Special session needed to fix GOP mistakes
Montana is broke, and it’s the majority party’s fault. The governor proposed a balanced two-year budget, knowing that oil and coal revenues would be down. The majority party in the Legislature, many of whom are supposed to be fiscal conservatives and experienced business people, rejected that budget and voted to increase it by $21 million, saying the money would somehow be there. But the money didn’t come and the state is burned up by wildfires. Now the governor is bound by their laws to slash programs for Montana families when they need them most.
On Sept. 6 the Daily Inter Lake reported that Montana Health and Human Services will have to cut its budget by $105 million. Then on Sept. 12 the Inter Lake reported that HHS will cut $8.6 million for services to the elderly, such as long-term care. That will cause Montana to lose an additional $17 million in matching funds. The total loss of matching funds across all HHS programs is $56 million.
Losing all that money will inflict tremendous suffering on people who worked hard all their lives to raise families, didn’t become rich and now are too old to defend themselves. Do you want to see your friend at work have to quit her job and stay home to care for her mother because the majority party won’t listen to the people? Is that the Montana we want?
The legislators who did this now say they see no need for a special session. Tell that to an elderly person living alone who is losing assisted living care. I’ve told my legislators to go back to Helena and fix the mess they made. I hope you’ll demand the same. —Michael Merchant, Kalispell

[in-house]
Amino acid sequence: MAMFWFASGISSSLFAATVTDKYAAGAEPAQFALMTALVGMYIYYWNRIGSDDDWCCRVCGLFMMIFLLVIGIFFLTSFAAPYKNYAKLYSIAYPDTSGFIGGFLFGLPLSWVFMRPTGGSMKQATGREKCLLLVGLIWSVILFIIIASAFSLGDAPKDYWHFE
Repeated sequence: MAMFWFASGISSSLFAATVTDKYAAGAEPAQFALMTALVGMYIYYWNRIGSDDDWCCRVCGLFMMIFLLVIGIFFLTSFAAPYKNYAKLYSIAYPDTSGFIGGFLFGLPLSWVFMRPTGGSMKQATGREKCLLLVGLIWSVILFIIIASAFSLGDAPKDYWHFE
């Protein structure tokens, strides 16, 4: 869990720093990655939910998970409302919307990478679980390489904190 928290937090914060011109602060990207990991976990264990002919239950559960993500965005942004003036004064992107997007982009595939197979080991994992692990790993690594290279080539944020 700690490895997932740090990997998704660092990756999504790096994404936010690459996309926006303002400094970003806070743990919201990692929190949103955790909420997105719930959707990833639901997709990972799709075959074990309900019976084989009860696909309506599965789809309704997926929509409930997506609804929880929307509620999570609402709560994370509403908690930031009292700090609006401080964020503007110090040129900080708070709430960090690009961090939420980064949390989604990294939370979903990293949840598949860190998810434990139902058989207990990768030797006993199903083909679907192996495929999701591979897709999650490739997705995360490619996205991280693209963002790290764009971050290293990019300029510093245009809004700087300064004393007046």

‘Life After Hate’ offers new hope
Last week I was feeling very low. Hurricanes and politics were dragging me down. All of sudden I perked up, saw real hope, and it changed my day and still has me feeling more free and hopeful. Here’s what happened: While surfing the channels, I hit on “Democracy Now” with Amy Goodman. She was interviewing a man telling a detailed and inspiring story. He is part of a movement called “Life After Hate.” This is a 501 (C) (3) U.S. nonprofit created in 2011. Members are all former white supremacists, racists, skin heads and purveyors of hate, bigotry, violence and all manner of far-right extremist activities.
This man’s story was compelling, true, powerful and filled with many other examples, besides his own, of personal awakenings and transformation. Their “Life After Hate” movement has designed an “exit program aimed at disillusioned white supremacist radicals in the U.S. and is picking up steam.”
This program involves meaningful interactions which heal hate and misunderstandings. Their subjects are people with low self-esteem, self doubts, and very unstable lives. They listen with compassion and “look for the pot-holes that are pointed out and addressed.”
They say this: “Disenfranchised, lonely, self-loathing people join these extremist groups doing horrible things. There is something missing from their lives, something they did not get, whether it was as a child or maybe they were abused or maybe they came from a broken home. Something was missing. And even if they came from a relatively normal household, something still was missing.”
“Life After Hate” is a powerful movement, aimed at a particular group, helping to provide the “something that was missing,” and it is working.
Does this speak something to each of us about discovering our own “missing links”? Mine, last week, was allowing outer turmoil to turn on my inner turmoil. This is not wise nor necessary, for sure. —Bob McClellan, Polson